What HUD's Been Up To

The new "Affirmatively Furthering Fair Housing" rule may impose additional paperwork burdens on local government, but is unlikely to cause major policy changes.

September 3, 2015, 11:00 AM PDT

By Michael Lewyn @mlewyn


Project Housing

dandeluca / Flickr

There has been some controversy about the federal government's new “Affirmatively Furthering Fair Housing” (AFFH) rule. Supporters hope, and opponents fear, that the rule will integrate lily-white suburbs and eliminate exclusionary zoning. However, there is reason to believe that the rule's impacts will be fairly minor.

The Department of Housing and Urban Development (HUD) which enacted the rule, did so in order to implement sec. 808(d) of the Fair Housing Act, which requires federal agencies "to administer their programs...relating to housing and urban development...in a manner affirmatively to further" the policies of the Act—in other words, to affirmatively further fair housing. 

In the past, HUD has sought to implement this statute by requiring grant recipients (such as local governments and public housing agencies) to draft an analysis of impediments (AI) to fair housing. An AI typically described impediments to racial integration, such as exclusionary zoning and racial disparities in mortgage lending. HUD decided that the AIs were not tremendously successful, because they did not contain enough data and were not adequately linked to other planning documents. (80 Fed. Reg. 42348).

The new rule requires grantees to create a new document called the "Assessment of Fair Housing" (AFH) every five years. The AFH will address a community’s barriers to integrated housing, such as "integration and segregation; racially or ethnically concentrated areas of poverty; disparities in access to opportunity, and disproportionate housing needs based on race, color [and other factors]" (80 Fed. Reg. 42355). The AFH will summarize any current litigation, analyze relevant data, and identify major factors limiting housing opportunity. The grant recipient must also set goals for overcoming the effects of these factors. To receive funding from HUD, a grantee must certify that it will affirmatively further fair housing, which means that it must promise to take meaningful actions to further these goals.  (80 Fed. Reg. 42316).  In other words, the grant recipient has to create paperwork stating: "This is why our city/county/area is more segregated than we would like, and this is what we would like to do about it."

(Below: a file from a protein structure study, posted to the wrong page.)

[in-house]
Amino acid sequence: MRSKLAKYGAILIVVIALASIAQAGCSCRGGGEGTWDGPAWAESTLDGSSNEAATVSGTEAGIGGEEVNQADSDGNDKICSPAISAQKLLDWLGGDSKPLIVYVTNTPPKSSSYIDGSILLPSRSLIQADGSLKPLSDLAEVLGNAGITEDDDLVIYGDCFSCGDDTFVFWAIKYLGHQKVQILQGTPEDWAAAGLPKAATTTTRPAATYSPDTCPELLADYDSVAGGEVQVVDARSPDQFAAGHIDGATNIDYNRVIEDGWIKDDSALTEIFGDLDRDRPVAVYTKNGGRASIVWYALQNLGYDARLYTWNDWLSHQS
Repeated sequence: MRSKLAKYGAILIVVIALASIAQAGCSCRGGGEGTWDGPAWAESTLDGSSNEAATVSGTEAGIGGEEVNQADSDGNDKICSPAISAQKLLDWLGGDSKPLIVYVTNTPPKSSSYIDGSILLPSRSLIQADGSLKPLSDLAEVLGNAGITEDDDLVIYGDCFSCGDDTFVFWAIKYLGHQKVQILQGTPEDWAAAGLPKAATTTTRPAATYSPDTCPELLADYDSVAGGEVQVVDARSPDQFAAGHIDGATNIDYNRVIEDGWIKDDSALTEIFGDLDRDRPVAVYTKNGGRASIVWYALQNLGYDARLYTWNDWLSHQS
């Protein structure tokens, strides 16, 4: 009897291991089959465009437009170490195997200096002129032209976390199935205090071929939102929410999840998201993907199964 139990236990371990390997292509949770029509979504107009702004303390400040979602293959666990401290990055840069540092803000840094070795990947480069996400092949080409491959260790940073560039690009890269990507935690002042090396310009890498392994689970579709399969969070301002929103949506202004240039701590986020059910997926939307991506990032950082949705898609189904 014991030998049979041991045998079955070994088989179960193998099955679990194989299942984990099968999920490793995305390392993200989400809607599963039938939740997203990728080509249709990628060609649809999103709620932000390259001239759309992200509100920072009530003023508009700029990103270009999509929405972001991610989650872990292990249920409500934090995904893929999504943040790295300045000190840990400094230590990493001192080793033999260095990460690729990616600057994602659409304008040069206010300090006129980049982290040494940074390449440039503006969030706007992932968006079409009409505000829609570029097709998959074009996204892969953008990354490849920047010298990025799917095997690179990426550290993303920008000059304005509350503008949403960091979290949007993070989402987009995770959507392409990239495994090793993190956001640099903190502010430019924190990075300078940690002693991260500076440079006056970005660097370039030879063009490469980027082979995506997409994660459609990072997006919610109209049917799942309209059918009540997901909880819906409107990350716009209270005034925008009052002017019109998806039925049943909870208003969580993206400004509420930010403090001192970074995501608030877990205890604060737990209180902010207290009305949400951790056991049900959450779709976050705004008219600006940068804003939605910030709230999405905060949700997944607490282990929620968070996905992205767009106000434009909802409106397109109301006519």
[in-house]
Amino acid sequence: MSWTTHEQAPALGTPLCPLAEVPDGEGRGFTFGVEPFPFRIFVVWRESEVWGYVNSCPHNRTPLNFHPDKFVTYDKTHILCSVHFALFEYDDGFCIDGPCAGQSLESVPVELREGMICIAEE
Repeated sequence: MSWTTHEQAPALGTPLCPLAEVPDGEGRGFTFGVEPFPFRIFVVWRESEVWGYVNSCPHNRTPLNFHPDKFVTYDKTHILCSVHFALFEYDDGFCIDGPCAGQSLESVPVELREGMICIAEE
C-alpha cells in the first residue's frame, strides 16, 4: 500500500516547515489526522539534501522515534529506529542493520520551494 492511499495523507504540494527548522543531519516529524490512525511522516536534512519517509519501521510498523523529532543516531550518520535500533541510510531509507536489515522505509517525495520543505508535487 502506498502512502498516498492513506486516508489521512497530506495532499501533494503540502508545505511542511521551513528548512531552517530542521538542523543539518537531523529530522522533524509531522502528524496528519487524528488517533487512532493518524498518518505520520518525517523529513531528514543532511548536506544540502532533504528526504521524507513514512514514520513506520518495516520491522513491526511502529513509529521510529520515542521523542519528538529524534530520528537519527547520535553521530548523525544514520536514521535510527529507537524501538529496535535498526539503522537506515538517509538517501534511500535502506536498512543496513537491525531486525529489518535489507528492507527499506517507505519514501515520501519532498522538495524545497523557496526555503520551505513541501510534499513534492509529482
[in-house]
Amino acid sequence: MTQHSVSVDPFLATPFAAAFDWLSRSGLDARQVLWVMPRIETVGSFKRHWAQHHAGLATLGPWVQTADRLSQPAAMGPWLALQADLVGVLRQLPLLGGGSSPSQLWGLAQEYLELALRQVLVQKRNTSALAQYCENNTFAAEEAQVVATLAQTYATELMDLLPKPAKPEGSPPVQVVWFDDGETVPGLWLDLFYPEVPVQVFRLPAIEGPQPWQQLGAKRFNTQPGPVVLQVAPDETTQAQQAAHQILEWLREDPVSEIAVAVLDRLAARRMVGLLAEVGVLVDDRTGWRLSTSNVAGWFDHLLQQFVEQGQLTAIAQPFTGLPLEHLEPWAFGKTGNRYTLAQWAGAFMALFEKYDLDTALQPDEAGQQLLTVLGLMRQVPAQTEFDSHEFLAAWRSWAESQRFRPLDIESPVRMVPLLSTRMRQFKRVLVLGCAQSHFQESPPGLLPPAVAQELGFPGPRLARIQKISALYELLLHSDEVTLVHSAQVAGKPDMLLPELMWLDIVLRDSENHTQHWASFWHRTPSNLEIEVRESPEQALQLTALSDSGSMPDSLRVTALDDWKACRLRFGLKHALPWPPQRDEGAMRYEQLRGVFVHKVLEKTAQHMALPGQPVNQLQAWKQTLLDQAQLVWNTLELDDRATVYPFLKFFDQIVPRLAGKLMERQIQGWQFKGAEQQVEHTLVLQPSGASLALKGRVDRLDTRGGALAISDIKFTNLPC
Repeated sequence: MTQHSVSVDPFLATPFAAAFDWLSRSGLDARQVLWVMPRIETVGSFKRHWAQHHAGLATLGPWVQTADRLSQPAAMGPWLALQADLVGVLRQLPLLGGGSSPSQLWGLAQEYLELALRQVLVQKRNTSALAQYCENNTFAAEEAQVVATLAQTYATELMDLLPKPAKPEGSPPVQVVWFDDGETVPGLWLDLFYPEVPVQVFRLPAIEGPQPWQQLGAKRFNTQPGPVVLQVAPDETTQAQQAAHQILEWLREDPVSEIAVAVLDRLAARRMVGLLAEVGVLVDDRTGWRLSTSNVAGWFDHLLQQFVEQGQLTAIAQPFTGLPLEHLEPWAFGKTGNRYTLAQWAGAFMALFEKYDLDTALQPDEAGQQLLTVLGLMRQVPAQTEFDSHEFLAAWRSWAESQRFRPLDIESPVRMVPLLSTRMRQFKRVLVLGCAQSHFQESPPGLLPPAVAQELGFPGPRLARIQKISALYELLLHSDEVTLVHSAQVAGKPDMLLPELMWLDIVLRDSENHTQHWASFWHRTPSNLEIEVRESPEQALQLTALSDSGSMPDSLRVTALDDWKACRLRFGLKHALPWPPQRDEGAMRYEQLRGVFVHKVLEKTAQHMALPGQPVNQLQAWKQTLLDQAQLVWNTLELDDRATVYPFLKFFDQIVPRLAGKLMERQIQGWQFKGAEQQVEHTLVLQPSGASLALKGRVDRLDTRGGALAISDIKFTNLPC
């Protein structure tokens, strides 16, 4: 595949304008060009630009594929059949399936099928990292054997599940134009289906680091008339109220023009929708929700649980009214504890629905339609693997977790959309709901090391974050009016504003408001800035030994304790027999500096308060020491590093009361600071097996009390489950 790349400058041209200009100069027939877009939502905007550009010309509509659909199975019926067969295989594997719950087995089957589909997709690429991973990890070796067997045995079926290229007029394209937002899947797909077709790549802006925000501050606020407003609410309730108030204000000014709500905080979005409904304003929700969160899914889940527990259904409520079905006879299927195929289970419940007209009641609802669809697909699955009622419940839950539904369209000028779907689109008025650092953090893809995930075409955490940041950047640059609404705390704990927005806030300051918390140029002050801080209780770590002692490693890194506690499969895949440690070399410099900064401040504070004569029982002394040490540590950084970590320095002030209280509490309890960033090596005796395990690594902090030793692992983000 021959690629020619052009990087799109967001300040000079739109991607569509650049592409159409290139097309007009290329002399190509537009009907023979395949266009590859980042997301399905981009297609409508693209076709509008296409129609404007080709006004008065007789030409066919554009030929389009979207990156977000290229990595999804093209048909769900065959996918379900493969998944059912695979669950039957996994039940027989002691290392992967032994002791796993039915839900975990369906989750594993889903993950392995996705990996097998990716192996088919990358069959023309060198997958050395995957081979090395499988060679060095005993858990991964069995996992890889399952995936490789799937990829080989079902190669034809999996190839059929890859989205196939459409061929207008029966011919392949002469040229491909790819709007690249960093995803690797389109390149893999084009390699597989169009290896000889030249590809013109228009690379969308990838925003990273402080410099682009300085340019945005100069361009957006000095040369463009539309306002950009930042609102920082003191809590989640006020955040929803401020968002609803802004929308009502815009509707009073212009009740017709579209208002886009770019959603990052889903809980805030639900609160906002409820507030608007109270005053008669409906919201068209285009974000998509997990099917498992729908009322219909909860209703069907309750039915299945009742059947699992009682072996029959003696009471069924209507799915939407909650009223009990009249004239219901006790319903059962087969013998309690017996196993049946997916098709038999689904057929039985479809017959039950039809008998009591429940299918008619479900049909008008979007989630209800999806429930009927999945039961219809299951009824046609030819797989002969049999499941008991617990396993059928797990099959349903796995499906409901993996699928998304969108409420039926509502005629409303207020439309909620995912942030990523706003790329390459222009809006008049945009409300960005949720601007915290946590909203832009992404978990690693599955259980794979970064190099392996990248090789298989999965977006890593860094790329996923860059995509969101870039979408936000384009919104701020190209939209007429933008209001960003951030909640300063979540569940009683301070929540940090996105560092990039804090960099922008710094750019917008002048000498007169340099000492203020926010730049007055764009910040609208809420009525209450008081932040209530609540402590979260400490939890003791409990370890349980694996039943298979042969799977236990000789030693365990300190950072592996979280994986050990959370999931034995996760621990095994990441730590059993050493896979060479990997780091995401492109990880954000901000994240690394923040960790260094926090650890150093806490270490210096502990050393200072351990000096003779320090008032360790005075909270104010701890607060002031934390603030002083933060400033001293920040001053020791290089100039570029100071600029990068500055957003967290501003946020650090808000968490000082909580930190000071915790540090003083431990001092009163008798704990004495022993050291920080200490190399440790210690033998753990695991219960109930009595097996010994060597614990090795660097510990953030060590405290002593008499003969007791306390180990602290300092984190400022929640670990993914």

According to HUD, the new rule will impose increased costs of data collection and paperwork upon municipalities, because municipalities must solicit more community participation than under the prior rule. HUD also suggests that the municipalities that have already been taking their AI obligations seriously "may experience a net decrease in administrative burden as a result of the revised process" (80 Fed. Reg. 42349).

The rule does not require any specific policies; instead, it just requires municipalities to describe the status quo, promise to adopt some sort of policy related to fair housing, and to justify those policies to HUD. Thus, it seems to me unlikely (though not impossible) that HUD will actually force significant changes in municipal policy.

In theory, HUD could keep saying no to a municipal AFH until the city or county adopts far-reaching policy changes, or could deny funding on the ground that the city has violated the promises in its AFH. But I doubt that this will occur, for two reasons. First, if HUD has not been using the AI process to remake cities and suburbs, I question whether it will have the willpower to use its new and improved procedural tools much more aggressively. Second, if HUD went to the edges of its authority, it would be risking fights in the courts and fights with Congress.


Michael Lewyn

Michael Lewyn is an associate professor at Touro College, Jacob D. Fuchsberg Law Center, in Long Island. His scholarship can be found at http://works.bepress.com/lewyn.

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